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Comparative Study
. 2006 Apr 25;103(17):6605-10.
doi: 10.1073/pnas.0601688103. Epub 2006 Apr 24.

Short Blocks From the Noncoding Parts of the Human Genome Have Instances Within Nearly All Known Genes and Relate to Biological Processes

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Free PMC article
Comparative Study

Short Blocks From the Noncoding Parts of the Human Genome Have Instances Within Nearly All Known Genes and Relate to Biological Processes

Isidore Rigoutsos et al. Proc Natl Acad Sci U S A. .
Free PMC article

Abstract

Using an unsupervised pattern-discovery method, we processed the human intergenic and intronic regions and catalogued all variable-length patterns with identically conserved copies and multiplicities above what is expected by chance. Among the millions of discovered patterns, we found a subset of 127,998 patterns, termed pyknons, which have additional nonoverlapping instances in the untranslated and protein-coding regions of 30,675 transcripts from 20,059 human genes. The pyknons arrange combinatorially in the untranslated and coding regions of numerous human genes where they form mosaics. Consecutive instances of pyknons in these regions show a strong bias in their relative placement, favoring distances of approximately 22 nucleotides. We also found pyknons to be enriched in a statistically significant manner in genes involved in specific processes, e.g., cell communication, transcription, regulation of transcription, signaling, transport, etc. For approximately 1/3 of the pyknons, the intergenic/intronic instances of their reverse complement lie within 380,084 nonoverlapping regions, typically 60-80 nucleotides long, which are predicted to form double-stranded, energetically stable, hairpin-shaped RNA secondary structures; additionally, the pyknons subsume approximately 40% of the known microRNA sequences, thus suggesting a possible link with posttranscriptional gene silencing and RNA interference. Cross-genome comparisons reveal that many of the pyknons have instances in the 3' UTRs of genes from other vertebrates and invertebrates where they are overrepresented in similar biological processes, as in the human genome. These unexpected findings suggest potential unique functional connections between the coding and noncoding parts of the human genome.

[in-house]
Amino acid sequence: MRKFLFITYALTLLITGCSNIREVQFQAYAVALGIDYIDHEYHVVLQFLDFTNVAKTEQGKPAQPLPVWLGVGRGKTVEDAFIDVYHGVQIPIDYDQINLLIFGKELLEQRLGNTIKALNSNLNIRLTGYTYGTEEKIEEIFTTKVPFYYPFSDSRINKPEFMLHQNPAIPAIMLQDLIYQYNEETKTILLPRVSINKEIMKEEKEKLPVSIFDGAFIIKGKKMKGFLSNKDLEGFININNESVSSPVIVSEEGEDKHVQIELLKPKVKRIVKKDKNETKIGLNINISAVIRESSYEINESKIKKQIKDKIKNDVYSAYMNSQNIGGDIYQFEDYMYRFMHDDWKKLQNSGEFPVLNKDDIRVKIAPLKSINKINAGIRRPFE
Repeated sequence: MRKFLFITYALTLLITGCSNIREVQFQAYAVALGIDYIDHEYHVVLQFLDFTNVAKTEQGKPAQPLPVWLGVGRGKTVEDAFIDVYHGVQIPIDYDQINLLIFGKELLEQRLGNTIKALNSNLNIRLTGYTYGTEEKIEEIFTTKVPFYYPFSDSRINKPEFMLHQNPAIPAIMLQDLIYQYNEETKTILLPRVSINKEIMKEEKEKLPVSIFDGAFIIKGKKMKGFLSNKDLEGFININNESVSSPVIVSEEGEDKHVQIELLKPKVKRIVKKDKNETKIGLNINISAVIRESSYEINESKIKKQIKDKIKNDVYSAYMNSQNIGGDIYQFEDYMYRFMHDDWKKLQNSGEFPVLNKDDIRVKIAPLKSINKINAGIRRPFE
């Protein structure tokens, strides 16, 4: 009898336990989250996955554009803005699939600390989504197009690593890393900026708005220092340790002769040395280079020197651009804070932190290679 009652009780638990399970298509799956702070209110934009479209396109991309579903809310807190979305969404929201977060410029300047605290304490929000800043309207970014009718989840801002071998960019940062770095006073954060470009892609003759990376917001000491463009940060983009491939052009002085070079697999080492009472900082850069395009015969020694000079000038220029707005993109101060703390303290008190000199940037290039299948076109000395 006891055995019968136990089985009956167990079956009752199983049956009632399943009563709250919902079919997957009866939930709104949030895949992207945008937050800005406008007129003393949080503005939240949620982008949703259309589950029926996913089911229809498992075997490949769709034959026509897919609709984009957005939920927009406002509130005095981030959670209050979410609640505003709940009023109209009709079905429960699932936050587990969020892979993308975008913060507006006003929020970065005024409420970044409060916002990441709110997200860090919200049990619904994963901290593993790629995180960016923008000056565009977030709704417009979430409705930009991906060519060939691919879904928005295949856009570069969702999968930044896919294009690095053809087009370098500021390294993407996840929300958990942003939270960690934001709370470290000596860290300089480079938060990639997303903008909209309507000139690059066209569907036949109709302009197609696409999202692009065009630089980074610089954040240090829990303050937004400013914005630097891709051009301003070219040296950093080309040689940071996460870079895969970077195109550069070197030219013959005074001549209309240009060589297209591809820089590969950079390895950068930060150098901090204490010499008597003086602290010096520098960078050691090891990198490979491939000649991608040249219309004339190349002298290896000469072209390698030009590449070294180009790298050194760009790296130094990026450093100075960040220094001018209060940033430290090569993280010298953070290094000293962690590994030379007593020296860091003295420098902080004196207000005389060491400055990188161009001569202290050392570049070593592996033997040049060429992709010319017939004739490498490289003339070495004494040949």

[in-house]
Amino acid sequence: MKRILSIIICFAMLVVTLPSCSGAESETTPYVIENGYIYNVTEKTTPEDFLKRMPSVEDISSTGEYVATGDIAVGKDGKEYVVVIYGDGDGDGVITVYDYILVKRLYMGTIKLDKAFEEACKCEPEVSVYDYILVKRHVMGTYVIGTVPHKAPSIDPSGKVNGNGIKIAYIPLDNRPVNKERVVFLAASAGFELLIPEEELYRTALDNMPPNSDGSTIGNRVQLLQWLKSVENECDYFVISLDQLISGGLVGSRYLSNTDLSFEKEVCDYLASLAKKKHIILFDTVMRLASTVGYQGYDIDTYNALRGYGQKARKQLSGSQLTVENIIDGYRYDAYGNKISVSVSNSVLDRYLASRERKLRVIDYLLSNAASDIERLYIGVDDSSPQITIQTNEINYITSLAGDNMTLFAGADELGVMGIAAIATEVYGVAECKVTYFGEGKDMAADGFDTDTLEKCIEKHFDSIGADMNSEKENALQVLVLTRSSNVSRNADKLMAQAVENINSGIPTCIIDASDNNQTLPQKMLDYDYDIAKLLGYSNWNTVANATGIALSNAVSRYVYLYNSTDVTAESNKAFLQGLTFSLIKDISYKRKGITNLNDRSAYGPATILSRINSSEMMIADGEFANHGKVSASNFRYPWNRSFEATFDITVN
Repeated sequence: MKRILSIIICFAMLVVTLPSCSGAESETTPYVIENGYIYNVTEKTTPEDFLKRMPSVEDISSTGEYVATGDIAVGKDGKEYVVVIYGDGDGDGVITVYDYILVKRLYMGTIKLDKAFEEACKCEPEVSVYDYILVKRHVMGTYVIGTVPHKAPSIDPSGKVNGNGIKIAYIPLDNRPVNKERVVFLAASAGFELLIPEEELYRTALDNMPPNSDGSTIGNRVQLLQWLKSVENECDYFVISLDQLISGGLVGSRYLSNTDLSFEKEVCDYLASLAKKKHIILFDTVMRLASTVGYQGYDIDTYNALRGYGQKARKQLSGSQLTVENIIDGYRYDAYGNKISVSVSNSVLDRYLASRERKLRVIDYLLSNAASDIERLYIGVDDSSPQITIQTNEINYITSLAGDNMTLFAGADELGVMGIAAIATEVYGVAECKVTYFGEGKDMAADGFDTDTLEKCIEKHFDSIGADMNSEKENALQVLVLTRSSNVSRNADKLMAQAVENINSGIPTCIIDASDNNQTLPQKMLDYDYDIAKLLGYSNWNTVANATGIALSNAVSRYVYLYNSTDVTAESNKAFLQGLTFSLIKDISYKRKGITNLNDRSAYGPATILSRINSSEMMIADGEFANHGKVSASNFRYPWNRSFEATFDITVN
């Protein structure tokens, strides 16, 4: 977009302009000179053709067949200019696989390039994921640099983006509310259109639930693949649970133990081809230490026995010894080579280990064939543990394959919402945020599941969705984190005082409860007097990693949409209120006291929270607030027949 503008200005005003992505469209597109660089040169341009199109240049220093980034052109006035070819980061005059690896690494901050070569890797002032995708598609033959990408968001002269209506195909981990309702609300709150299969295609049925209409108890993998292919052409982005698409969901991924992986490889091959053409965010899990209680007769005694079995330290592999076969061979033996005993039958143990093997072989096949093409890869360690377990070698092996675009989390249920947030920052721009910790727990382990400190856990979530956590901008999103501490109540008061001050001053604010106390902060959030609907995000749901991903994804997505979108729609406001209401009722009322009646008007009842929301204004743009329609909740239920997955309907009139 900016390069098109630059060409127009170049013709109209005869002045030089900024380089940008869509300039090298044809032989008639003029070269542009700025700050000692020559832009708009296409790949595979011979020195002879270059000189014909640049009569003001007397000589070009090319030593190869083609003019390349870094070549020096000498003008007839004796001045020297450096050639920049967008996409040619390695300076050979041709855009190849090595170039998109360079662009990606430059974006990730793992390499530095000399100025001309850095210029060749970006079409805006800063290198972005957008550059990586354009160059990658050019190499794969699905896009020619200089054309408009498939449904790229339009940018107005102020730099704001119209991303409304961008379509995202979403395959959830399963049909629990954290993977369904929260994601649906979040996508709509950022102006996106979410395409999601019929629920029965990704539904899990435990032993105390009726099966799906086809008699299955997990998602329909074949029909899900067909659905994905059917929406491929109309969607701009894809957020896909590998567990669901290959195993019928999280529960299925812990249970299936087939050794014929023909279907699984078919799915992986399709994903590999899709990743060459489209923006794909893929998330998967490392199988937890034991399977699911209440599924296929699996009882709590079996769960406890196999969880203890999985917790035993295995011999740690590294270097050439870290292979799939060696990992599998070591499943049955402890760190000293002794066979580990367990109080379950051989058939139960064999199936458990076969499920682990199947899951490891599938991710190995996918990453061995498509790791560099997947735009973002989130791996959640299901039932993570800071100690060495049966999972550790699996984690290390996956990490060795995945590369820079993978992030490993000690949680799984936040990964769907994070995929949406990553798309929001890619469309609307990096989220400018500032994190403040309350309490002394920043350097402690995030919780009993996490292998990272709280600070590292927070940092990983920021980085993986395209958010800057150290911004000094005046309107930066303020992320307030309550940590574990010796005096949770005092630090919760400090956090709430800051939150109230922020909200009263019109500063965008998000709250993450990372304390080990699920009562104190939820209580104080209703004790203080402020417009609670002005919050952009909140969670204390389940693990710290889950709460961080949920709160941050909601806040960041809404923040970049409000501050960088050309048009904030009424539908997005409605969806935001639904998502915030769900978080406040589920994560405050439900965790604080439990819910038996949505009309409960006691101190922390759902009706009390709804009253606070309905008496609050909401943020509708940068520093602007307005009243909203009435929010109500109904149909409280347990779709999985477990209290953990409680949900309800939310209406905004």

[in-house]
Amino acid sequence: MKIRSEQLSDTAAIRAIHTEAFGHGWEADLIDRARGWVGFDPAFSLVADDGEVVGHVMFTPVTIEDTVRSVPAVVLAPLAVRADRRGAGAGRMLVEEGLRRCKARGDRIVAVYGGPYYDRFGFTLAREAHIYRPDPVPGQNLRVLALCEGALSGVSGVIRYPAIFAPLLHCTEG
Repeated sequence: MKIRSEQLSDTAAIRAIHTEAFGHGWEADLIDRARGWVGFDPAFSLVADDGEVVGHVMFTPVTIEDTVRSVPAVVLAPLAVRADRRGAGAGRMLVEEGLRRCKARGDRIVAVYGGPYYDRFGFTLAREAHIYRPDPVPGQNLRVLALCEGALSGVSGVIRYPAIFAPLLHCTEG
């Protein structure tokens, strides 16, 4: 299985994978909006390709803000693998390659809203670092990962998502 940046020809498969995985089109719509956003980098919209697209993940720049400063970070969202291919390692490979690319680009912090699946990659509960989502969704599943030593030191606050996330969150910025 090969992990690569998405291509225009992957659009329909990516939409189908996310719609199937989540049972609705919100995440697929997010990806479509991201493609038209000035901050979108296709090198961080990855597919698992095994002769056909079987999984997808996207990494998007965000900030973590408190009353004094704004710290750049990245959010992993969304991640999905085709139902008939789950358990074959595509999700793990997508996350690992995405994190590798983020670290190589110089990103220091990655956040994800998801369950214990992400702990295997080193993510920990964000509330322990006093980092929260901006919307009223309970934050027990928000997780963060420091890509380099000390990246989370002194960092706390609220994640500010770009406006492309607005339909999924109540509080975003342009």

Conflict of interest statement

Conflict of interest statement: No conflicts declared.

Figures

Fig. 1.
Fig. 1.
Pyknons in the 3′ UTRs of the apoptosis inhibitor birc4 (shown above the horizontal line) and nine other genes. The sequences below the line contain some of birc4's pyknons, but in different arrangements; they also contain instances of other pyknons that are not present in birc4's 3′ UTR. The 10 3′ UTRs are pyknon mosaics. The shown pyknons, whether highlighted or in dark gray, have 40 or more instances in the genome's intergenic/intronic regions and additional copies in the untranslated and coding regions of these and other genes. We highlight only those pyknons that appear two or more times in the shown 3′ UTRs. The light gray string -(xx)- indicates that xx nucleotides separate the pyknons that surround it. To appreciate the importance of this picture, it suffices to track the number of copies and relative position of TGCACTCCAGCCTGGG, TAATCCCAGCACTTTGGGA, GGCTGAGGCAGGAGAAT, and GAGGTTGCAGTGAGCC.
Fig. 2.
Fig. 2.
Probability density functions for the distance between the starting points of consecutive instances of pyknons, shown separately for 5′ UTRs, CRs, and 3′ UTRs. The distributions have long tails, and only a portion is shown. Note the peaks at x = 18, 22, 24, 26, 29, 30, and 31.

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